Dickey was briefly Cannon’s go-to girl, also taking the lead in the bizarre action-horror Ninja 3: The Domination. However, she would only make one more film – slasher movie Cheerleader Camp – before retiring from acting.
5. Rodney Dangerfield
It’s not too common for actors to become movie stars around the time they hit 60, but that was how things turned out for Rodney Dangerfield. The American stand-up comedian had been telling jokes for a living for almost 20 years when he took his first film role in Caddyshack, which earned him a new generation of fans.
Dangerfield went on to take the lead in two more popular 80s comedies, Easy Money and Back to School. After that, he generally took smaller bit parts and returned to stand-up, before passing away in 2004.
4. Grace Jones
Few stars in the 80s were quite so larger-than-life than Grace Jones. After making a name for herself in modelling and music, she broke into film in the 80s, co-starring in Conan the Destroyer and – most memorably – appearing alongside Roger Moore in his last James Bond movie, A View to a Kill.
Comedy-horror Vamp followed, but beyond that Jones mostly went on to appear in smaller independent films, aside from a role opposite Eddie Murphy in 1992’s Boomerang.
3. Rob Lowe
With his classic good looks and none-more-80s hair and dress sense, Rob Lowe was the premier pin-up boy of the Brat Pack generation. Standout roles in popular dramas St. Elmo’s Fire and About Last Night didn’t hurt (even if the former saw him awarded a Golden Raspberry Award for Worst Supporting Actor).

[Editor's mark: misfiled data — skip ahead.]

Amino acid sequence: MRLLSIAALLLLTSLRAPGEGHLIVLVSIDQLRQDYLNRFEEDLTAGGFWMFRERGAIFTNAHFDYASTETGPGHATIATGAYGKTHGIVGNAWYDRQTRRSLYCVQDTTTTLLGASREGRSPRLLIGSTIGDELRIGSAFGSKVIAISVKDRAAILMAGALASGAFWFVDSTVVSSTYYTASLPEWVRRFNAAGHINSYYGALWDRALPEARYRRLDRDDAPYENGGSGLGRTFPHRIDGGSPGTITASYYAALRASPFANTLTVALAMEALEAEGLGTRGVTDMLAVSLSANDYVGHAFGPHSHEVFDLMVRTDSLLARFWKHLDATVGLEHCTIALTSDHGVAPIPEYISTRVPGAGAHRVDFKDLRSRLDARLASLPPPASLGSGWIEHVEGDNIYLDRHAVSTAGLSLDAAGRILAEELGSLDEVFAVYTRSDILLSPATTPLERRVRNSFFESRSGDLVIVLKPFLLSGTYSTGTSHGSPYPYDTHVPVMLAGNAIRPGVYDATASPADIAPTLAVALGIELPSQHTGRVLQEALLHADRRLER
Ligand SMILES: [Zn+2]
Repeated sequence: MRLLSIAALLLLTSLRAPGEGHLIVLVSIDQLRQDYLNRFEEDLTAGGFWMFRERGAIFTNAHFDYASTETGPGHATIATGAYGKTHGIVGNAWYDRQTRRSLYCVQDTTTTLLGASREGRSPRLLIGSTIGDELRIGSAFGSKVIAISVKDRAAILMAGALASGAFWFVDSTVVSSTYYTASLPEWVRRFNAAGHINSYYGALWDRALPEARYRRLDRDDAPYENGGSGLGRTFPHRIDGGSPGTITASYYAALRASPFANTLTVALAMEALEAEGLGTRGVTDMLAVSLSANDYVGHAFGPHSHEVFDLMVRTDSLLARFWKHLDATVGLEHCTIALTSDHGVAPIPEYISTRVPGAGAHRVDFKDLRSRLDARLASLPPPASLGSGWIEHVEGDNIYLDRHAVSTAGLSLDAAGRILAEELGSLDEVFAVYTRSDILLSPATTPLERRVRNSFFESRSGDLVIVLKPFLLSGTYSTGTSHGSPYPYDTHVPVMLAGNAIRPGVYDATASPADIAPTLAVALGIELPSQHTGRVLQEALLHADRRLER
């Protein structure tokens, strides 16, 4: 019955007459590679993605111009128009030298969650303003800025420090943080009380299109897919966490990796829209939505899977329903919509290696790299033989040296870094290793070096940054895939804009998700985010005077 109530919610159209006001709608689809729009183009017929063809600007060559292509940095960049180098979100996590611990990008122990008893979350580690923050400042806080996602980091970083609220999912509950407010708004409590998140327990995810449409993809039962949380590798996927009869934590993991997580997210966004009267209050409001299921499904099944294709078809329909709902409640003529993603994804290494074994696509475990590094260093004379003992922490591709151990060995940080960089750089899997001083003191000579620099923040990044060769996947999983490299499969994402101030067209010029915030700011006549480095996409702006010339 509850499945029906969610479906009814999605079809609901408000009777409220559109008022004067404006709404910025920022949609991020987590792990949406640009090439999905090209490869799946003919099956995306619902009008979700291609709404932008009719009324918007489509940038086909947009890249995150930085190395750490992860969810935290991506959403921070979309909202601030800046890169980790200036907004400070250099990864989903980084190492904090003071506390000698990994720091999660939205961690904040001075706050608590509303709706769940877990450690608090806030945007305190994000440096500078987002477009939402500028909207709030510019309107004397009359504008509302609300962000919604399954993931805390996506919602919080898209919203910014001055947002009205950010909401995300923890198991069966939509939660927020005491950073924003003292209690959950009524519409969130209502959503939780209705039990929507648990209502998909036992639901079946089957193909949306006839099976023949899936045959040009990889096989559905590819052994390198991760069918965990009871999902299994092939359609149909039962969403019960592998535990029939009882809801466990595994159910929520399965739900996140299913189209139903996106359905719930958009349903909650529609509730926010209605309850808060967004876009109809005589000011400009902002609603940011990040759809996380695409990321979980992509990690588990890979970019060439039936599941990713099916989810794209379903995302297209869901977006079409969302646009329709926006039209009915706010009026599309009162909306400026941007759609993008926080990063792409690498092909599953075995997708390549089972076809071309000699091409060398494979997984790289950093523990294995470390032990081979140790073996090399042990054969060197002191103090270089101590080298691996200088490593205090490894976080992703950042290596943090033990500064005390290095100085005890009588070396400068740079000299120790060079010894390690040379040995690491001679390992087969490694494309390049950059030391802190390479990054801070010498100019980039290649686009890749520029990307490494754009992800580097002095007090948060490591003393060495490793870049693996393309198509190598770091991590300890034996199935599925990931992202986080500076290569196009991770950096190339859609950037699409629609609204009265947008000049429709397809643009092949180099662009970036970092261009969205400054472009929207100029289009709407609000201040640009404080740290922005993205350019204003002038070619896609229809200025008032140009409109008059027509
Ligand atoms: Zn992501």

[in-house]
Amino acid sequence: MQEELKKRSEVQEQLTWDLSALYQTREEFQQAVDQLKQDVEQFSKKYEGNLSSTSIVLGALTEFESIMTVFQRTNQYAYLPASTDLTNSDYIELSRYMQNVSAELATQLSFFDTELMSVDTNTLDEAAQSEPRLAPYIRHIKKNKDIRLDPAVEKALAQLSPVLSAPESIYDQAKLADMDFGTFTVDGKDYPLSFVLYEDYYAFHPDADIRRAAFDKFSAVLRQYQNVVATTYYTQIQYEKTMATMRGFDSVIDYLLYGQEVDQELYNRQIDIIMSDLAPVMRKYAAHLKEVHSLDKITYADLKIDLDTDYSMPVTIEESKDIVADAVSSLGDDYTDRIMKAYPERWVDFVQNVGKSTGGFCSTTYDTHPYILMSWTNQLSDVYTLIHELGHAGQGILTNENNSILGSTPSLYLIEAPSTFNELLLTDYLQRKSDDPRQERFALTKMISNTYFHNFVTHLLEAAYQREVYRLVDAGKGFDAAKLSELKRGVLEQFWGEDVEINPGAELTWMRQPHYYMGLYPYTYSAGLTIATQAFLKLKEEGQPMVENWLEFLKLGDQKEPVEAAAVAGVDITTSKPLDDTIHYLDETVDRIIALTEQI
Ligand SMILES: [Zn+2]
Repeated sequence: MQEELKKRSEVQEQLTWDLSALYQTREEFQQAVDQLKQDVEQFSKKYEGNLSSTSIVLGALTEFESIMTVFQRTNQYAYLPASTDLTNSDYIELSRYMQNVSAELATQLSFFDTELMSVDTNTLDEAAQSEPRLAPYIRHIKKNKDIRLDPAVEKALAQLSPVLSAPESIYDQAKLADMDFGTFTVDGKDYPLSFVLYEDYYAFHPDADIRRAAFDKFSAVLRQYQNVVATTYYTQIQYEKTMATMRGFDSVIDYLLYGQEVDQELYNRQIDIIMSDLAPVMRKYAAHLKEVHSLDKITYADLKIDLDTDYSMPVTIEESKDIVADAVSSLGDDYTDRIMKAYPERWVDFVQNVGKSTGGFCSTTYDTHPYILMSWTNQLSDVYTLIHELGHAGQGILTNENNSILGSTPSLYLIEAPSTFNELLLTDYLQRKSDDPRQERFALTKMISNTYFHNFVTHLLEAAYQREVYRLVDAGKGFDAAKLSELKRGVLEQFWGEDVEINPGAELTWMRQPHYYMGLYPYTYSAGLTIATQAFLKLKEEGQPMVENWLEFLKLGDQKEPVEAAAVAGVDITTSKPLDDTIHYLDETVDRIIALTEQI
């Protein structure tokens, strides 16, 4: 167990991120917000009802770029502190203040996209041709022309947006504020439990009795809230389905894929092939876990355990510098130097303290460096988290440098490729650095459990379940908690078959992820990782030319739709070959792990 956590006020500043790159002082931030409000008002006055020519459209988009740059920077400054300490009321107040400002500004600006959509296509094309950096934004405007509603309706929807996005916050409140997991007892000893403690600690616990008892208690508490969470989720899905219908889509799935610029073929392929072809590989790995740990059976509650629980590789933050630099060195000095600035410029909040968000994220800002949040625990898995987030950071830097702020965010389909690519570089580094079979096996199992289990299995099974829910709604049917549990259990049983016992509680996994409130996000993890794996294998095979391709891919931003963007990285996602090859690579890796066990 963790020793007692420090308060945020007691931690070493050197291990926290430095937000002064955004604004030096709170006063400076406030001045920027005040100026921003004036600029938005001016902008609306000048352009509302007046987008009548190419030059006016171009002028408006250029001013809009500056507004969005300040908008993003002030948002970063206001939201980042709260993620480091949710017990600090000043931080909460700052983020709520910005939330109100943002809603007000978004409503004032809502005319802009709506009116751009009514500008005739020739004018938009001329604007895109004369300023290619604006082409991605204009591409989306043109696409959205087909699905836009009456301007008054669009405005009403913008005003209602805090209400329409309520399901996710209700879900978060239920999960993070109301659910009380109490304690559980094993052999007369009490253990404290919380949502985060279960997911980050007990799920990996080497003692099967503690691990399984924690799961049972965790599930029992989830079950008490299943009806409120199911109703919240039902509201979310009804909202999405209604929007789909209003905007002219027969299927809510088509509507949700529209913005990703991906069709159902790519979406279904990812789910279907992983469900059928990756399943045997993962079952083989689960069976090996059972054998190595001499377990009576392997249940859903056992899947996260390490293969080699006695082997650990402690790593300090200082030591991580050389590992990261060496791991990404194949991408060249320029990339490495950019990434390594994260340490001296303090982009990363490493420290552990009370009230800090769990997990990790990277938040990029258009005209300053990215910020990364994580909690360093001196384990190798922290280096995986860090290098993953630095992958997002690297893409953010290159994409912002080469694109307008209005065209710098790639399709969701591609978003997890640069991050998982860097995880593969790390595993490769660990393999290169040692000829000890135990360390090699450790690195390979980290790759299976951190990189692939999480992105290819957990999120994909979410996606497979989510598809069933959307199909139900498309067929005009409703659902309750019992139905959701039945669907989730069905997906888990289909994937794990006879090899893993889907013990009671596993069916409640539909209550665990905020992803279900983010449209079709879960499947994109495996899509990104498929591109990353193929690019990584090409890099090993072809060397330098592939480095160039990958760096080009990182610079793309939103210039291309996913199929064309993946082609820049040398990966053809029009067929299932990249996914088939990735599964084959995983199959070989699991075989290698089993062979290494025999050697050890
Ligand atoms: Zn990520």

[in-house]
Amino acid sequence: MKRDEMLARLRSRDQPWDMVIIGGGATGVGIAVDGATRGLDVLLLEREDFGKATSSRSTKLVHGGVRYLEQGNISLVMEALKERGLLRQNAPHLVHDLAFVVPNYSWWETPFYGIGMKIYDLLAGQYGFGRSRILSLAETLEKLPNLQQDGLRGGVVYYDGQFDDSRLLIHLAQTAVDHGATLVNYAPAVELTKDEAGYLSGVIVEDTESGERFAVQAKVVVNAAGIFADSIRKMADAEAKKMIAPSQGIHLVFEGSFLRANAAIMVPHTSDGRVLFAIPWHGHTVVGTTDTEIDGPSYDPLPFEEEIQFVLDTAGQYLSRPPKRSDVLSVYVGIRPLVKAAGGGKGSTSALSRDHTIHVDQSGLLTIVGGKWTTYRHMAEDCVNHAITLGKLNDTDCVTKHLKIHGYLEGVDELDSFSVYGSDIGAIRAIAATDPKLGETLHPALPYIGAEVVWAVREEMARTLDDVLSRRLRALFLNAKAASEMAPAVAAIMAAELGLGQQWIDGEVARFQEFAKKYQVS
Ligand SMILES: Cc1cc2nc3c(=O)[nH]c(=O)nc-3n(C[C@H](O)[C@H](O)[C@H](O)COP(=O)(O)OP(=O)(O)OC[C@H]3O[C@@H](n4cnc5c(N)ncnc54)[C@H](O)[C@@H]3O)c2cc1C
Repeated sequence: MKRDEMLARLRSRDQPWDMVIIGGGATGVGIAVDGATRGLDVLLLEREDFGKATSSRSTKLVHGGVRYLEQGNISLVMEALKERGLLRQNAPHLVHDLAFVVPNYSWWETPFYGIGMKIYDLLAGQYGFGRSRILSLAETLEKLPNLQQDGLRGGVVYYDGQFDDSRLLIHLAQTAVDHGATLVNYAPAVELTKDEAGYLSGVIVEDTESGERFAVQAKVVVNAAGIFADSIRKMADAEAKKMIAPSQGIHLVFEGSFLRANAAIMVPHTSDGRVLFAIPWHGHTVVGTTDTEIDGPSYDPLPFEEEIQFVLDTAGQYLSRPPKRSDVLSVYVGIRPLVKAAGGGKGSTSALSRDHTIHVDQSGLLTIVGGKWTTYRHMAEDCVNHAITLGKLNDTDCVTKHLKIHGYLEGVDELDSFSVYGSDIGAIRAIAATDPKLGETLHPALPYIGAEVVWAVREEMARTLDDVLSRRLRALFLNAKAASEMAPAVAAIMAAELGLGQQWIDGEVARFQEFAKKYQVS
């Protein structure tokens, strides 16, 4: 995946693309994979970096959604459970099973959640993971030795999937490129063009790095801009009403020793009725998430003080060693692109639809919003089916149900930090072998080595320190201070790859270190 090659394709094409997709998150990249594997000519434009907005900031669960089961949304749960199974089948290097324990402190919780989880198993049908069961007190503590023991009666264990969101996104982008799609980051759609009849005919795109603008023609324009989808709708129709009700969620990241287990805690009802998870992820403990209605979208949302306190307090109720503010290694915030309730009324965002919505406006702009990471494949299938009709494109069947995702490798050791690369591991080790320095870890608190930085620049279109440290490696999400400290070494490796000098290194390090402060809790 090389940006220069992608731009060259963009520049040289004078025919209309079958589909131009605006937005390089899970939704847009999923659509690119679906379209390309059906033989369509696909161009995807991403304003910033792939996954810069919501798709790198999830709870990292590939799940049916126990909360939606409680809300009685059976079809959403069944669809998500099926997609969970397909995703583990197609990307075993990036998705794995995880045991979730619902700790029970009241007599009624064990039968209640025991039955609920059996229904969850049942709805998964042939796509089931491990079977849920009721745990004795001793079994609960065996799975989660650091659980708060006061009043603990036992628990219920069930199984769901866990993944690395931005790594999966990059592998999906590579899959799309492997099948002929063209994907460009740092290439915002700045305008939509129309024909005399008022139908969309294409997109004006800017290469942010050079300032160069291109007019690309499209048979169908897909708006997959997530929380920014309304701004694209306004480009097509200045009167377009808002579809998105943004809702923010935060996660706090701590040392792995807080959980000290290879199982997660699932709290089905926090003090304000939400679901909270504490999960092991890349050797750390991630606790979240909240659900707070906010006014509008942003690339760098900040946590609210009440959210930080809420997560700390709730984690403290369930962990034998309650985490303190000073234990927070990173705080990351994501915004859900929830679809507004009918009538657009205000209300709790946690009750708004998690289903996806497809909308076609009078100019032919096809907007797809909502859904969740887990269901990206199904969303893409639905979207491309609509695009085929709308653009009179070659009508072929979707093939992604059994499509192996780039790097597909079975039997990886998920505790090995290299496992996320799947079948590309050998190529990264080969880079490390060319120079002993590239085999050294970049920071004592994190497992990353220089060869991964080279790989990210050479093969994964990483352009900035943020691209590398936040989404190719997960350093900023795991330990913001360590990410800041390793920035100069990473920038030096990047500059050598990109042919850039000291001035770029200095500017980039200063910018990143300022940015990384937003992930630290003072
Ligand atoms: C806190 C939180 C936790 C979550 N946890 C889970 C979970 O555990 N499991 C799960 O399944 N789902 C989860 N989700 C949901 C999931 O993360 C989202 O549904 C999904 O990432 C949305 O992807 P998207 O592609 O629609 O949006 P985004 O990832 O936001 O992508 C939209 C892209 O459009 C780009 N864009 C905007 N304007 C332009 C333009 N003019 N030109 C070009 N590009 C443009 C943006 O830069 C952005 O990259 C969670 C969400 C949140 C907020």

However, Lowe never quite managed to break through to major leading man status – and his chances of ever doing so were pretty much ended in 1988, when he was infamously embroiled in a sex tape scandal.
2. Molly Ringwald
Another key member of the Brat Pack, Molly Ringwald was in some ways an 80s anomaly. In an era when out of this world glamour and beauty seemed to be treasured above all else, the young actress conveyed down-to-earth relatability like few others. Her performances in John Hughes movies Sixteen Candles, The Breakfast Club and Pretty in Pink spoke to a generation.
However, after falling out with Hughes and turning down a number of major movies (notably Pretty Woman and Ghost), Ringwald gradually disappeared from the limelight.
1. Arnold Schwarzenegger
If we’re talking larger-than-life figures who could only have made it in the 80s, there’s no way we can go without mentioning Arnold Schwarzenegger. With his thick accent, hard-to-pronounce surname and somewhat stilted acting style (hinging largely on his ability to deliver a good one-liner), no one would have thought the former bodybuilding champion stood a chance of making it in the movies.
However, thanks to such hits as Conan the Barbarian, Commando, Predator and above all else The Terminator, the Austrian Oak became the biggest movie star of the era, paving the way for further blockbuster success in the 90s, before his even more astonishing move into politics as two-time Governor of California.